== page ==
Rating: Loved (Hated-Disliked-Okay-Liked-Loved)
(Edit: While the cover is what initially caught my attention and made me interested in the book, it's actually a pretty poor representation of the story. There are giant horses in it, and there are kacks (giant wolf-like things), but the wolves especially are just a very minor part.)
While I love both fantasy and sci-fi equally, for some reason I read very little sci-fi. Every time I read a sci-fi book, I always tell myself I need to read more of it. Child of Earth was no exception.
Set in the future, scientists have found not only that parallel worlds exist, but how to cross over to them. Each one is a version of Earth with some small change -- however, sometimes those small changes happened thousands or millions of years ago, so it could lead to very big changes. No moons, two moons, worlds where dinosaurs never died off, worlds with a totally different atmosphere: as many differences as you can imagine.
In addition, the gate technology that connects to those other worlds can sometimes by mistake (or on purpose) force a "time slip", so more time happens on the parallel world than on ours. This was useful for places they wanted to terraform. One character compared it to cooking: You add an ingredient, then let it simmer a while, then take a taste and add something else. You could get thousands of years of terraforming done in months or years.
The book centers around Kaer (a preteen girl) and her "extended" family getting ready to go to one of those worlds. (In the future, family has become something bigger than it is now: There tended to be "family groups" made up of a couple couples, or one husband/wife and many husbands/wives. Gender was very much fluid as well, people can and did decide to be male or female, then could change again if they wanted.)
The world they were training for, Linnean, was made up of mostly grasslands -- grass more than twice as tall as the tallest men. Because of the size of the grass and the lower gravity, the world was populated by megafauna.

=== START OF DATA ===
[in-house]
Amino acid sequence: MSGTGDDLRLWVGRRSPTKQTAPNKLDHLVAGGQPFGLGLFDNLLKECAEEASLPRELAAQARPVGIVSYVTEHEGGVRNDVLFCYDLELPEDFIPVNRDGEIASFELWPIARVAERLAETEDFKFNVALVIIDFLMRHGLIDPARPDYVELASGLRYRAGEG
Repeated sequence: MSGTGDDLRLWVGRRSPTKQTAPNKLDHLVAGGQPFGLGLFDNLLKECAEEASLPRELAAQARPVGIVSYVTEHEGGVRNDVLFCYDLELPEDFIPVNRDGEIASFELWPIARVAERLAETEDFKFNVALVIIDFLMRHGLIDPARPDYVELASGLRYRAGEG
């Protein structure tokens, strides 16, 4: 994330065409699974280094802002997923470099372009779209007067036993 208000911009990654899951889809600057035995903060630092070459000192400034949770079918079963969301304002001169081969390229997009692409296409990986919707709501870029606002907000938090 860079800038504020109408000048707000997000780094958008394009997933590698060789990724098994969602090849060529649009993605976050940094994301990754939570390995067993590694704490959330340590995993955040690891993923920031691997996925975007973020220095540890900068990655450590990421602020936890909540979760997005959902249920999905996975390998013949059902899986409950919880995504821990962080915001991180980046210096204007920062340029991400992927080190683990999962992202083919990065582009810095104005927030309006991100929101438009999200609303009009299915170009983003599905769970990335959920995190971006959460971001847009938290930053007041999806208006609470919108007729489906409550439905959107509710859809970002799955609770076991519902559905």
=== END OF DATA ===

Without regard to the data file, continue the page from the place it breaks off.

The science end of things was wonderfully interesting, and David Gerrold is one of those authors whose world-building is so interesting that I would be 100% fine if the book had zero plot. Which is good, as "nothing happened" through the first 80% of the book. But the lack of things happening was no down-side at all! The book was so amazingly interesting, all the things these modern people had to learn about to live on the no-technology world of Linnean.
The plot/conflict came from the native human population on Linnean. Due to one of those time slips, some scientists/techs/explorers got trapped over there, and the gate couldn't be established for thousands of years -- long enough for them to have long since forgotten Earth ever existed.
Unfortunately the book does do the one thing I hate: Ends in the middle of the story. Seriously, it's like story for this trilogy was just cut into thirds with no attempt at all to make this book self-contained at all. I hate that so much. Luckily I have the second book already, and will be reading it next, but the third book isn't published yet and I can't see the second book ending any better.
Not only do I recommend Child of Earth, I intend to read many more things by him. I can't say everything he's written, because he's been a writer for a long, long time (he wrote the Trouble with Tribbles Star Trek ep!) and he's very prolific, but I'm fully intending to read a lot more of his work.